Investigators work to confirm source of Rocky Creek chemical spill
AUGUSTA, Ga. (WRDW/WAGT) - Crews believe they know where a chemical spilled, eventually making its way into Rocky Creek and fouling the water with an oily sheen that killed at least 100 fish and sent out a stench that alarmed neighbors.
Georgia Environmental Protection Division officials believe it all started upstream off a tractor-trailer lot. Crews dug up soil in the area to test it and learn more.
Cleanup continues in the creek after crews spent Thursday vacuuming up tainted water from the creek. The day before, crews had placed absorbent barriers in the water to contain the chemical in the hours after the spill was reported.
The chemical spilled into the creek in an area off North Leg Road near Commerce Drive. Crews were removing soil right across the street on property owned by MDR Trucking of Augusta.
By Friday morning, the hole they’d dug had been filled.
Investigators believe the chemical came from a vehicle.
Although no harm has been confirmed, the incident for the Georgia Environmental Protection Division.
“This is on the large size for us,” said Jeff Darley, district manager for the agency that’s still trying to find out what happened.
“We’re still looking into the actual cause and what the material is. Still have not confirmed the substance but we believe it’s a petroleum substance, but that’s about all we know,” he said.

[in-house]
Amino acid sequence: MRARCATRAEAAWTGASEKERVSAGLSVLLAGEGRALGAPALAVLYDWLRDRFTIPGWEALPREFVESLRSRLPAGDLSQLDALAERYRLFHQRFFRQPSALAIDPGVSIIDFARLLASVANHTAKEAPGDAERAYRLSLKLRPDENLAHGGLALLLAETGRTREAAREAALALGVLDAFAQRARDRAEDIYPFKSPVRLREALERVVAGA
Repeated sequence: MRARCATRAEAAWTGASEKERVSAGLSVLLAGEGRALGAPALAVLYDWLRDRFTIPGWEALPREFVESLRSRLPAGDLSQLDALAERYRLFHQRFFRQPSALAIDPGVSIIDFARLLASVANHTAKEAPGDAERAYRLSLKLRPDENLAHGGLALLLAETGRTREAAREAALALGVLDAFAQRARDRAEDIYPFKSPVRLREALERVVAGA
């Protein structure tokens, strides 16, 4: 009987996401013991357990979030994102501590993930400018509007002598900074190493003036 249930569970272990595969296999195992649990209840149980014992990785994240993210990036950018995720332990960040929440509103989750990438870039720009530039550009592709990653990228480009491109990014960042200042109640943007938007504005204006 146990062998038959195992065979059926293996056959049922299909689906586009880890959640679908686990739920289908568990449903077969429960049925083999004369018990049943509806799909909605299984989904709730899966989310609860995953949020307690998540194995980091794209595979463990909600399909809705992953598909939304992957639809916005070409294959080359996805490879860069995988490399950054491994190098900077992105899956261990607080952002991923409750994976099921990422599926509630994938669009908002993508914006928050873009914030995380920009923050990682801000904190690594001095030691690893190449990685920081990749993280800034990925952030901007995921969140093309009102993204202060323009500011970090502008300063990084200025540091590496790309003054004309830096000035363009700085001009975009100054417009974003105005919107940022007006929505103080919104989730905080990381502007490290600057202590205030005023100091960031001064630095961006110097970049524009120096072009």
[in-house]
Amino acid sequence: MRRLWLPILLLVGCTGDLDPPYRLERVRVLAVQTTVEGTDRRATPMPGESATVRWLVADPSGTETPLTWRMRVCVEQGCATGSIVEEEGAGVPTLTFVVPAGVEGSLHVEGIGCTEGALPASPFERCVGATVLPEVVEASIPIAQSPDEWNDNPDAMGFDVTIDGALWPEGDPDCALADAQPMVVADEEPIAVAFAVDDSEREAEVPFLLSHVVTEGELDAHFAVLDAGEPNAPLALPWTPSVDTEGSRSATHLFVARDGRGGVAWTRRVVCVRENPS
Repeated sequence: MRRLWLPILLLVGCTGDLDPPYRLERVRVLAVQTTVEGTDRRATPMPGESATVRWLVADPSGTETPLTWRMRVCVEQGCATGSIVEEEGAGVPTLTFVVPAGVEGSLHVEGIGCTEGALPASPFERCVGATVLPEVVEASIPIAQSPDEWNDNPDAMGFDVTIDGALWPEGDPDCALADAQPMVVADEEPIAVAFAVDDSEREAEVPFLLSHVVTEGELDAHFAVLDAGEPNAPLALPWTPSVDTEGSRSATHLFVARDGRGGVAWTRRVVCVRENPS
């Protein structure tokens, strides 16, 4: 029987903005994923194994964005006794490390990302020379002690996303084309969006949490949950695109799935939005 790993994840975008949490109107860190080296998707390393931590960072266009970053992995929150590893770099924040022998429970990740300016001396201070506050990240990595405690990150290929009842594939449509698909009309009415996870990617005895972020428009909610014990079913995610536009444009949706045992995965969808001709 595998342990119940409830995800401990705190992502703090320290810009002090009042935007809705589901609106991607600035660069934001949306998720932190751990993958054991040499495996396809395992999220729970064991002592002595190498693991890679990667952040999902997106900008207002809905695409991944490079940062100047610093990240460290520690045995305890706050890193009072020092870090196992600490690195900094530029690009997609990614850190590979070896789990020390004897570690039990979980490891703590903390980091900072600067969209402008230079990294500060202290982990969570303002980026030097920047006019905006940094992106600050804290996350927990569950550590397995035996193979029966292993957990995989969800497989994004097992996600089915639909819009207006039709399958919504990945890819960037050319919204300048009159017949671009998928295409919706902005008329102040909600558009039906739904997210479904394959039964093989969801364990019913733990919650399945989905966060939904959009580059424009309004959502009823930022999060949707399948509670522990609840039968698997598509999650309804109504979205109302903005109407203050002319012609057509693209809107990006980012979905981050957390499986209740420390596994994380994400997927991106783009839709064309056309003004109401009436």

“There’s no confirmed harm at this time,” said Darley.
That testing could cost the state or the person responsible thousands of dollars. It could also land someone in criminal trouble.
“We hope that there are no fines involved but if the investigation determines there was deliberate action, then our agency has the ability to fine,” said Tonya Bonitatibus of Savannah Riverkeeper.
The Savannah Riverkeeper says this isn’t the first time the creek has had issues.
“It’s an urban creek that unfortunately has taken a number of hits throughout the years,” Bonitatibus said.
She’s seen issues with oil and white paint being washed into the creek.
“Right now, Rocky Creek is listed as impaired for the state of Georgia, so it is known as a creek that needs to be restored and rehabilitated,” said Bonitatibus.
She says her organization will continue to educate the community and show that every waterway has a purpose.
“We still have a lot of work to do to make sure our community understands that you can’t just rinse this stuff into the creek because it has affected more than a mile downstream and that’s a problem,” she said.
Crews tells us cleanup should only take a few more days. They say they don’t expect it to drag too far into next week.
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